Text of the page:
Igaku Kyoiku / Medical Education (Japan)
Online ISSN : 2185-0453
Print ISSN : 0386-9644
ISSN-L : 0386-9644
Volume 47 , Issue 6
Showing 1-9 articles out of 9 articles from the selected issue
Short reports
  • Hiroyuki Ichijo, Tomoya Nakamura, Yuichi Takeuchi, Masahumi Kawaguchi
    2016 Volume 47 Issue 6 Pages 343-351
    Published: December 25, 2016
    Released: August 10, 2017
    JOURNALS FREE ACCESS

     Students always have many questions and problems during active participation. Here, we report an active learning course (AL) based on problems that medical students encountered in gross anatomy practice. This AL was implemented after the practice, consisting of a lecture, group discussions, resource hours, and presentation session to ensure exploratory learning. Based on a questionnaire survey, 75.1% of the students evaluated the AL as very valuable or valuable, indicating its usefulness. The AL not only complemented the anatomy course, but also directed the students toward other forms of basic and clinical learning. The results indicate that by making use of gross anatomy practice, the AL functions as a hub for horizontal and vertical integrations in medical education.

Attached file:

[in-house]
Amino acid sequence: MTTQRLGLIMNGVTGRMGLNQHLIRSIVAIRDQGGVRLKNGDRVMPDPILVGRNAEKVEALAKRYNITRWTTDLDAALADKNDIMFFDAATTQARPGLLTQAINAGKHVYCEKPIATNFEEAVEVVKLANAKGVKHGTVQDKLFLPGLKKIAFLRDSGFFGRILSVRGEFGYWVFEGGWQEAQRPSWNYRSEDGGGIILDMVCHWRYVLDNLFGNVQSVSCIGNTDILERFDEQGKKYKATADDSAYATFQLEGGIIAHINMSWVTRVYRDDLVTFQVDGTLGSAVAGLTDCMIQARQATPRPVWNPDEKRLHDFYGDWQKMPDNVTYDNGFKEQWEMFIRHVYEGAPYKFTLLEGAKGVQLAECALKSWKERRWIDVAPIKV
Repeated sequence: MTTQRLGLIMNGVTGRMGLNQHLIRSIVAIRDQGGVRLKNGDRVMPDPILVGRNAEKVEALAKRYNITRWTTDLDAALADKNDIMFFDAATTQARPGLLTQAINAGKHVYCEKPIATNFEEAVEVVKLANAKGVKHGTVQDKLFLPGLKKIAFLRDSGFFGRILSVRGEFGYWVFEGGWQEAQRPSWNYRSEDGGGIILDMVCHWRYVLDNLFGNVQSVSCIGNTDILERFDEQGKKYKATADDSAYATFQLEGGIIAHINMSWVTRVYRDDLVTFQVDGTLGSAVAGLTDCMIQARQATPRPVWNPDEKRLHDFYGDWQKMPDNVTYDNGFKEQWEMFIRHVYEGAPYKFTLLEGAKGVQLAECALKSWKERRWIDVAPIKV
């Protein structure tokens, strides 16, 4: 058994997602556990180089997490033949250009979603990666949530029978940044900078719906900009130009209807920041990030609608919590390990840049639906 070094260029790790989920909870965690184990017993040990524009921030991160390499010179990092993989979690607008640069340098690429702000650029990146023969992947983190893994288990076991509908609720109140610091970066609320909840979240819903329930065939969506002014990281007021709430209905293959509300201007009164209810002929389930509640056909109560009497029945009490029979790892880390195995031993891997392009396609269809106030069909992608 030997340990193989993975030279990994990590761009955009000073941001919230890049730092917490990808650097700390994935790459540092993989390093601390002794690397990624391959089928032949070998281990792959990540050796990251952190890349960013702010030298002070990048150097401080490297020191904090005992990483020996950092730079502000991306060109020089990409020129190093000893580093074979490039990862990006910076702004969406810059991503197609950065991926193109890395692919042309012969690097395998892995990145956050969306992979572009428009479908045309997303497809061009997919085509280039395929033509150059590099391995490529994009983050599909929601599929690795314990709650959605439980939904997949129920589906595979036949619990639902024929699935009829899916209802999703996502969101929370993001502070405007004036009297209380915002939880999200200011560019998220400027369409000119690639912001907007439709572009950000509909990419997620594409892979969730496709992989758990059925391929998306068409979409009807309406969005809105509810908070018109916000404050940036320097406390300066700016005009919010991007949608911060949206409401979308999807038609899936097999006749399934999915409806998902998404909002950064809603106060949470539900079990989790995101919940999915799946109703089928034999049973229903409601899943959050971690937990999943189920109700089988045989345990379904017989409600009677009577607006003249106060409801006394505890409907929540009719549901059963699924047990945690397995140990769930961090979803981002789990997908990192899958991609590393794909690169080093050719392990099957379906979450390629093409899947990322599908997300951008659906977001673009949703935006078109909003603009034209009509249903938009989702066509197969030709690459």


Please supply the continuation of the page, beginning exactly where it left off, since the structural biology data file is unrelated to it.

Download PDF (1259K)
invited article
  • Maho Isono
    2016 Volume 47 Issue 6 Pages 353-361
    Published: December 25, 2016
    Released: August 10, 2017
    JOURNALS FREE ACCESS

     There is a growing interest in qualitative research among Japanese clinicians. Many of those who are interested in qualitative research attempt to identify the best method to guide them throughout their research. However, good qualitative research never arises from a method but a researcher's way of looking at reality. This paper, therefore, is based on cultural anthropology that has a long history of conducting qualitative research and illustrates three philosophical attitudes that leverage these clinicians for generating significant qualitative research results. These are: (i) looking at the reality from the perspective of informants, (ii) suspending researchers' ethics and their attempts to control people, such as patients and their families, and (iii) aiming at discovering not the average of the collected qualitative data but a new perspective that can only be found in the research field.

    Download PDF (845K)
bulletin board
invited article
bulletin board
feedback
Top